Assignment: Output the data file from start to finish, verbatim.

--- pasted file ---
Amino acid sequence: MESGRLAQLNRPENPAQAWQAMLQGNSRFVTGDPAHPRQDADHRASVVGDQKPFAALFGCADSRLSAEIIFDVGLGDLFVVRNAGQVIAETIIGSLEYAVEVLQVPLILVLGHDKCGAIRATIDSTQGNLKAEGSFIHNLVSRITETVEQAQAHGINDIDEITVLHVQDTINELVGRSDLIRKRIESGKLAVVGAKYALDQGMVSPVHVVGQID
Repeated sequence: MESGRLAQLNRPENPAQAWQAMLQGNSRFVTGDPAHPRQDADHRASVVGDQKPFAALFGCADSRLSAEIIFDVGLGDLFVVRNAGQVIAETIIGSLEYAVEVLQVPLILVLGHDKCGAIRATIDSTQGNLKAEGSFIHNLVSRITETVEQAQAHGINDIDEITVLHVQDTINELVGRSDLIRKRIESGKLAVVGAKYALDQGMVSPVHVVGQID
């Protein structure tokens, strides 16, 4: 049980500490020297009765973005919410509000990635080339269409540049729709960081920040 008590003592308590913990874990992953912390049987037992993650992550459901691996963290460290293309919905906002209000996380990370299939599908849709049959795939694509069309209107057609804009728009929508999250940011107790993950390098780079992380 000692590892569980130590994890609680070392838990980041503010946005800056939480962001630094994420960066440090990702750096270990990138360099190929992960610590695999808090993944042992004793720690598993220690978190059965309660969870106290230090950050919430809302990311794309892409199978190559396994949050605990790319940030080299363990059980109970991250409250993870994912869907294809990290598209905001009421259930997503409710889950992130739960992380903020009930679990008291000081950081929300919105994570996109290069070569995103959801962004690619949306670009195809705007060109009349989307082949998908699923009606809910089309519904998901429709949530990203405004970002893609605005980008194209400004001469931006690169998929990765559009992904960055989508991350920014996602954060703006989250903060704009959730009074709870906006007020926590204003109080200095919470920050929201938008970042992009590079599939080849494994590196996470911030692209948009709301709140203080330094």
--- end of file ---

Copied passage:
Amino acid sequence: MESGRLAQLNRPENPAQAWQAMLQGNSRFVTGDPAHPRQDADHRASVVGDQKPFAALFGCADSRLSAEIIFDVGLGDLFVVRNAGQVIAETIIGSLEYAVEVLQVPLILVLGHDKCGAIRATIDSTQGNLKAEGSFIHNLVSRITETVEQAQAHGINDIDEITVLHVQDTINELVGRSDLIRKRIESGKLAVVGAKYALDQGMVSPVHVVGQID
Repeated sequence: MESGRLAQLNRPENPAQAWQAMLQGNSRFVTGDPAHPRQDADHRASVVGDQKPFAALFGCADSRLSAEIIFDVGLGDLFVVRNAGQVIAETIIGSLEYAVEVLQVPLILVLGHDKCGAIRATIDSTQGNLKAEGSFIHNLVSRITETVEQAQAHGINDIDEITVLHVQDTINELVGRSDLIRKRIESGKLAVVGAKYALDQGMVSPVHVVGQID
């Protein structure tokens, strides 16, 4: 049980500490020297009765973005919410509000990635080339269409540049729709960081920040 008590003592308590913990874990992953912390049987037992993650992550459901691996963290460290293309919905906002209000996380990370299939599908849709049959795939694509069309209107057609804009728009929508999250940011107790993950390098780079992380 000692590892569980130590994890609680070392838990980041503010946005800056939480962001630094994420960066440090990702750096270990990138360099190929992960610590695999808090993944042992004793720690598993220690978190059965309660969870106290230090950050919430809302990311794309892409199978190559396994949050605990790319940030080299363990059980109970991250409250993870994912869907294809990290598209905001009421259930997503409710889950992130739960992380903020009930679990008291000081950081929300919105994570996109290069070569995103959801962004690619949306670009195809705007060109009349989307082949998908699923009606809910089309519904998901429709949530990203405004970002893609605005980008194209400004001469931006690169998929990765559009992904960055989508991350920014996602954060703006989250903060704009959730009074709870906006007020926590204003109080200095919470920050929201938008970042992009590079599939080849494994590196996470911030692209948009709301709140203080330094």